Does owning a small business mean saying goodbye to holidays?

   

There are many benefits of owning a small business, but taking holidays isn’t really up there as one of them. The fact is, it can be difficult to take time away from a business that totally relies on you (one you grew from infancy and which might even bare your name). However, and you really don’t need me to remind you, holidays are uber important – probably more so for small business owners who put in more hours than your average slave to the wage (who have PAID HOLIDAYS!).

In fact, a recent (and woeful) study revealed that as many as 6 in 10 of small business owners never have a day off, and, of those who do, many are guilty of still frequently ‘checking in’ – chained to the belief that if you aren’t working, you aren’t earning. But let’s not forget that a successful business needs a healthy leader, and if you aren’t taking optimum care of yourself (by taking breaks) then you aren’t taking care of your business. With that said and out of the way, here is some advice to keep in mind when riding through the remorse that comes with a week (or * whispers it * TWO!) spent in the sun.

Remember the benefits

If you are run down, your business will suffer. The fact is, fatigue or stress leads to mistakes that can fog your vision of the bigger picture. Maintaining your own well-being is always going to be a major challenge for business owners, but it is a huge priority. Who knows, time away from the office or desk might even serve to grow and foster the eureka moment that propels your business to further success.

As testimony to this, know that my own business was brought to life in Italy – fostered from a relaxed attitude, the joy of being removed from the immediate environment, and the product of a glass or two of Chianti!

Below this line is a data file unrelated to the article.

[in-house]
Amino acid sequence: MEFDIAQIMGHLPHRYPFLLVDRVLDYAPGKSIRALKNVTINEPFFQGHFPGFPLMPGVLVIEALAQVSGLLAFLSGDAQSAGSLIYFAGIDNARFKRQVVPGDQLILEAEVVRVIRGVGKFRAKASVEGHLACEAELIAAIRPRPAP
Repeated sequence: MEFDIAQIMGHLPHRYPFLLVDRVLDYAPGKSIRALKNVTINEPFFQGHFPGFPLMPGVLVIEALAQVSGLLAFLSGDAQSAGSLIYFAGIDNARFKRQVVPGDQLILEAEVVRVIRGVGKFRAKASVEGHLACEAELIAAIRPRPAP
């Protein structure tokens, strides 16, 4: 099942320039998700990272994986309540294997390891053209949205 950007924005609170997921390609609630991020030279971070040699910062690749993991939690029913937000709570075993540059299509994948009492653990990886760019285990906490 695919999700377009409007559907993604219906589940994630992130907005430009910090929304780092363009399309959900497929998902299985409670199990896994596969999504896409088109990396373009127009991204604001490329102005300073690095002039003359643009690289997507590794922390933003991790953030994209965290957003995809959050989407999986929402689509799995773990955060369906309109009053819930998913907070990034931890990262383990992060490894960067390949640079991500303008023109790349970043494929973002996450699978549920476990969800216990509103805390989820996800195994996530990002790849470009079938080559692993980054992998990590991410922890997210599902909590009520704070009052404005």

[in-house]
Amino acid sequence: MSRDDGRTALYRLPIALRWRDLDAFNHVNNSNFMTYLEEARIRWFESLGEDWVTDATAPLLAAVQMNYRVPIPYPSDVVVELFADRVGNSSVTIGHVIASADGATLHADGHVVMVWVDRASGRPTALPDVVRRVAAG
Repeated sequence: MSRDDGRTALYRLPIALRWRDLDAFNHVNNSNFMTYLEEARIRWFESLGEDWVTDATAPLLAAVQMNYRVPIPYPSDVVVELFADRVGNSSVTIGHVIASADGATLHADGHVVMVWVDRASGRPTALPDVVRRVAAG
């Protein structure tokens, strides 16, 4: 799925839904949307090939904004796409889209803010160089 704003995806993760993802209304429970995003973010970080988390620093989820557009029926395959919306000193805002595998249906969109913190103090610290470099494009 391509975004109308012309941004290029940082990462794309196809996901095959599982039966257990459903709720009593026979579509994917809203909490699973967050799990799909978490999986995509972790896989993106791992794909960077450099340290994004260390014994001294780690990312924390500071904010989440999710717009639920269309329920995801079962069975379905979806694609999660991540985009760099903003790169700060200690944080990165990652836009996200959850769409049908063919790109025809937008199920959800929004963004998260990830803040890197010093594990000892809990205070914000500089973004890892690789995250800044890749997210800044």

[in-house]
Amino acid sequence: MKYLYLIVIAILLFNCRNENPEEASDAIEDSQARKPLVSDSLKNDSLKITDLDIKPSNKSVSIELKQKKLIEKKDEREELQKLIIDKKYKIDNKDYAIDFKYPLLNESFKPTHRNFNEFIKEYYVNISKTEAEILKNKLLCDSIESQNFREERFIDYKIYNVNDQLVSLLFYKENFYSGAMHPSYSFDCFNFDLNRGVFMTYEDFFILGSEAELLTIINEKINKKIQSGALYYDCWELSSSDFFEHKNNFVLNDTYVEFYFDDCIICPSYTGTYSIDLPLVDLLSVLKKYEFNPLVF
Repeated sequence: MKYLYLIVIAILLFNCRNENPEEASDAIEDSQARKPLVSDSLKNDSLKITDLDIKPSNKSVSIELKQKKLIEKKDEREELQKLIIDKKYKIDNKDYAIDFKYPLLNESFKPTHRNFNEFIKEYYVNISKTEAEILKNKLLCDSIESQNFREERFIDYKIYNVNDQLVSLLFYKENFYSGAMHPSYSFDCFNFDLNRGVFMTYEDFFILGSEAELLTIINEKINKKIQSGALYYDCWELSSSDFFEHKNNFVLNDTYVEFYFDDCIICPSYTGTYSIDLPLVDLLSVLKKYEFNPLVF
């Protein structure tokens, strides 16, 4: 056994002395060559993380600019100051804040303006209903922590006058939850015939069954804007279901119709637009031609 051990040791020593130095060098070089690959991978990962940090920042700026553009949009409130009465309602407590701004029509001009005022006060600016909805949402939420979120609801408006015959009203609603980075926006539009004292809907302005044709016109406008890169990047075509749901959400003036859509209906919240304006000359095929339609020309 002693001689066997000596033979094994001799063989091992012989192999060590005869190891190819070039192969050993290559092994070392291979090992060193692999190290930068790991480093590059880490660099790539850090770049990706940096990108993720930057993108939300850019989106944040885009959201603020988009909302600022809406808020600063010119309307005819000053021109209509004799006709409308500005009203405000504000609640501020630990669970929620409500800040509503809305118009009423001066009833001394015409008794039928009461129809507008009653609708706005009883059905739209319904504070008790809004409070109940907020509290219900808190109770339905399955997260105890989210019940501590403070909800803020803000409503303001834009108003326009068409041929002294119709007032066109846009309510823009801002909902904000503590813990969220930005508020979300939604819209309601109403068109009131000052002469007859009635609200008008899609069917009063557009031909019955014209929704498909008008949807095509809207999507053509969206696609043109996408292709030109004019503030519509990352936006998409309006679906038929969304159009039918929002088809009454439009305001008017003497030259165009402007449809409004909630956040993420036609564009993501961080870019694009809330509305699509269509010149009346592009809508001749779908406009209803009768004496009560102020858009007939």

Move delivery dates

As a small business owner, you might be scared to tell your clients about time off. Somehow, we cling to the belief that if take our foot off our competitors will swoop in like a flock of savaging seagulls. While competitiveness is good, it’s also totally unrealistic to believe that a client who you have a good-working relationship with will simply drop a project because of a lapse of a few days in delivery date. The key is to be honest from the offset of what you can deliver and explain way. Trust me, clients are not as mean as we often think they are and most of them understand the need for a holiday (heck, some of them are even guilty of enjoying one themselves).

It’s never a good time

There really will never be a good time to have a holiday because the nature of the small business beast is that it’s unpredictable and workloads can fluctuate. Your only tool against this is to plan, tell staff and clients well in advance of your holiday schedule, and do so with proudness – no apologies, no offers to still check email. You’ve got this.

Let go of your ego

I know that handing your baby over can be difficult, particularly for the first time – t a holiday can be a great opportunity to see how a business manages without you! Think of it as the chance to delegate tasks (something that the majority of entrepreneurs struggle with) and put in an effective chain of command which appoints a decision maker.

If you are a one-man band, and have no one to cover your period of absence, then switch your People Per Hour status to busy, put the out of office on and ask yourself, really – what is the worst that can happen?

Happy holidaying!

About the Author:

Victoria stopped working ‘for The MAN’ in 2014 and hasn’t looked back. She is Founder of Flying Free Media, a content and marketing agency for lifestyle brands including Unilever, Target, Wonderbra and Glamour Magazine. And will be taking her guilt-free holiday from 21st July-28th July.

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1 Comment

  • Humayun R.

    Nice advice by Victoria for all Small Business Owners (and all business executives, I might add) for taking time off from work sometimes. Thank you, Victoria for writing it and sharing your thoughts and advice on being realistic about your work, health and well-being!

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